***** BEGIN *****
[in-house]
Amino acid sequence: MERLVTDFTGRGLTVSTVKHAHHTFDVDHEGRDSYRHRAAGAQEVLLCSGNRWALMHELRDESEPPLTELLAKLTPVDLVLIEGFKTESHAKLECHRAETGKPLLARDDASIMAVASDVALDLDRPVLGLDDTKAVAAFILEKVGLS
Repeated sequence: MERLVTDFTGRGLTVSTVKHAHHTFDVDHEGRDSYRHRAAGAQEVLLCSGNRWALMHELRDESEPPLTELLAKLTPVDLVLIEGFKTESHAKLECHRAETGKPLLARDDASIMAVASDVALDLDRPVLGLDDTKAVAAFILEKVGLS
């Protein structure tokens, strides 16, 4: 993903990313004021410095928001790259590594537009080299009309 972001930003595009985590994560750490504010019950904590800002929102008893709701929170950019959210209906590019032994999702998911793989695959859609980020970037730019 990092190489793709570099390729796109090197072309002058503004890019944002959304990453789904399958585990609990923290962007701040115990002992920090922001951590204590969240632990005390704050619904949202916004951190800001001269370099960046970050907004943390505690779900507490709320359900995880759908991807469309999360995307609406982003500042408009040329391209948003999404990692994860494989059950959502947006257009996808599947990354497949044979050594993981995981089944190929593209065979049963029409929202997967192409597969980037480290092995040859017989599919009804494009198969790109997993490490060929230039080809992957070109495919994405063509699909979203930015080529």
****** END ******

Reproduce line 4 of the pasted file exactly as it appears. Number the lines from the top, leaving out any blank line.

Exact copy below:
């Protein structure tokens, strides 16, 4: 993903990313004021410095928001790259590594537009080299009309 972001930003595009985590994560750490504010019950904590800002929102008893709701929170950019959210209906590019032994999702998911793989695959859609980020970037730019 990092190489793709570099390729796109090197072309002058503004890019944002959304990453789904399958585990609990923290962007701040115990002992920090922001951590204590969240632990005390704050619904949202916004951190800001001269370099960046970050907004943390505690779900507490709320359900995880759908991807469309999360995307609406982003500042408009040329391209948003999404990692994860494989059950959502947006257009996808599947990354497949044979050594993981995981089944190929593209065979049963029409929202997967192409597969980037480290092995040859017989599919009804494009198969790109997993490490060929230039080809992957070109495919994405063509699909979203930015080529």